IMDb > Coma (1978)
Coma
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Coma (1978) More at IMDbPro »

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Overview

User Rating:
6.8/10   11,482 votes »
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Director:
Writers:
Michael Crichton (screenplay)
Robin Cook (novel)
Contact:
View company contact information for Coma on IMDbPro.
Release Date:
6 January 1978 (USA) See more »
Genre:
Tagline:
Imagine your life hangs by a thread. Imagine your body hangs by a wire. Imagine you're not imagining.
Plot:
When a young female doctor notices an unnatural amount of comas occurring in her hospital she uncovers a horrible conspiracy. Full summary » | Add synopsis »
Plot Keywords:
Awards:
1 nomination See more »
User Reviews:
A very underated "Hitchcockian" thriller from the disco-era. See more (79 total) »

Cast

  (in credits order) (verified as complete)

Geneviève Bujold ... Dr. Susan Wheeler (as Genevieve Bujold)

Michael Douglas ... Dr. Mark Bellows

Elizabeth Ashley ... Mrs. Emerson

Rip Torn ... Dr. George

Richard Widmark ... Dr. Harris

Lois Chiles ... Nancy Greenly
Hari Rhodes ... Dr. Morelind (as Harry Rhodes)
Gary Barton ... Computer Technician
Frank Downing ... Kelly

Richard Doyle ... Jim
Alan Haufrect ... Dr. Marcus
Lance LeGault ... Vince (as Lance Le Gault)
Michael MacRae ... Chief Resident

Betty McGuire ... Nurse

Tom Selleck ... Sean Murphy
Charles Siebert ... Dr. Goodman
William Wintersole ... Lab Technician
Ernest Anderson ... First Doctor

Harry Basch ... Second Doctor
Maury Cooper ... Third Doctor
Joni Palmer ... Dance Instructor

Joanna Kerns ... Diane
Kay Cole ... Sally
Tom Borut ... Dr. Cowans (as Tom Borut M.D.)
Philip G. Brooks ... Dr. Richards (as Philip G. Brooks M.D.)
Benny Rubin ... Mr. Schwartz
David Hollander ... Jimmy
Dick Balduzzi ... 1st Maintenance Man
Gary Bisig ... 2nd Maintenance Man
Kurt Andon ... 1st Cop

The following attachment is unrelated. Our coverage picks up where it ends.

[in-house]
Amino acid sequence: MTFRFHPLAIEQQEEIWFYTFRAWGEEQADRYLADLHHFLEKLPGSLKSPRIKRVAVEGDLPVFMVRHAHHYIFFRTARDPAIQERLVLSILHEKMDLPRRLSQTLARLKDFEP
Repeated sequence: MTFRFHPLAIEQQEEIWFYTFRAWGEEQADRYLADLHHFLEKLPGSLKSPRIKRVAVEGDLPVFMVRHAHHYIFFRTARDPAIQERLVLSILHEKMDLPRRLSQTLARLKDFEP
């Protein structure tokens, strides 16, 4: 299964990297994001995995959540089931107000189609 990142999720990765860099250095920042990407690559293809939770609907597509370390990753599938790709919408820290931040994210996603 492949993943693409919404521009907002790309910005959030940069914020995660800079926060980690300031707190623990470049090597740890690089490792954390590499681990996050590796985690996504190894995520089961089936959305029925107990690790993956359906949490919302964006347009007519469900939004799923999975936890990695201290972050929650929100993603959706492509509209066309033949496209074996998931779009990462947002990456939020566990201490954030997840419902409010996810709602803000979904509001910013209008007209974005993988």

Wyatt Johnson ... 2nd Cop
Mike Lally ... Security Man (as Mike Lally Sr.)
John Widlock ... Norman
Duane Tucker ... 1st Man in Shower
Del Hinkley ... 2nd Man in Shower

Paul Ryan ... 1st Technician
Michael Mann ... 2nd Technician
Sarina C. Grant ... Woman in Elevator

David McKnight ... Man in Elevator
Gerald Benston ... Anesthetist (as Gerald Benston M.D.)
Robert Burton ... Pathology Residents

Ed Harris ... Pathology Resident #2
Joe Bratcher ... Surgical Residents
Martin Speer ... Surgical Residents
Roger Newman ... Surgical Residents
Paul Davidson ... Surgical Residents
Amentha Dymally ... Nurses
Lois Walden ... Nurses
Sharron Frame ... Nurses
Sue Bugden ... Nurses
Susie Luner ... Nurses
rest of cast listed alphabetically:
Jason Bernard ... Surgical Residents (uncredited)

Jeffrey Corazzini ... Patient (uncredited)

Bob Dio ... Subway Passenger (uncredited)
Edward C. Higgins ... Security Guard #2 (uncredited)
Gerry Vichi ... Ambulance Driver (uncredited)
Donald Wayne ... (uncredited)
Nicholas Worth ... Patterson Institute Chief of Security (uncredited)
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Directed by
Michael Crichton 
 
Writing credits
Michael Crichton (screenplay)

Robin Cook (novel)

Produced by
Martin Erlichman .... producer
 
Original Music by
Jerry Goldsmith 
 
Cinematography by
Victor J. Kemper (director of photography)
 
Film Editing by
David Bretherton 
 
Casting by
Joyce Agu  (as Joyce Robinson)
Sam Christensen 
 
Production Design by
Albert Brenner 
 
Set Decoration by
Rick Simpson 
 
Makeup Department
Carolyn Ferguson .... hair stylist
Don Schoenfeld .... makeup artist
Carrie White .... hair stylist: Miss Bujold's hairstyle designer
 
Production Management
Phil Rawlins .... unit production manager
 
Second Unit Director or Assistant Director
Alan Brimfeld .... second assistant director (as Alan Brimfield)
Ronald R. Grow .... assistant director (as Ron Grow)
William McGarry .... assistant director
 
Art Department
Sam Moore .... property master
V.R. Bud Shelton .... assistant property master (as V. 'Bud' Shelton)
William Ladd Skinner .... set designer (uncredited)
 
Sound Department
William Griffith .... sound (as Bill Griffith)
Michael J. Kohut .... sound
William L. McCaughey .... sound (as William McCaughey)
John Riordan .... sound editor
Aaron Rochin .... sound
 
Special Effects by
Joe Day .... special effects
Andrew Miller .... special effects (uncredited)
 
Visual Effects by
Bill Hansard .... process coordinator
 
Camera and Electrical Department
Gerald Hirschfeld .... photographer: Jefferson Institute sequence
Bruce McBroom .... still photographer
Doug Byers .... electrician (uncredited)
Thomas P. Powell .... rigging gaffer electric (uncredited)
 
Costume and Wardrobe Department
Yvonne Kubis .... wardrobe
Eddie Marks .... wardrobe
 
Editorial Department
Chuck Ellison .... assistant editor
Steve Johnson .... colorist (uncredited)
 
Music Department
Harry V. Lojewski .... music supervisor
William Saracino .... music editor
Jerry Goldsmith .... conductor (uncredited)
Willard Jones .... music copyist (uncredited)
Artie Kane .... musician: piano (uncredited)
Milton Kestenbaum .... musician: bass (uncredited)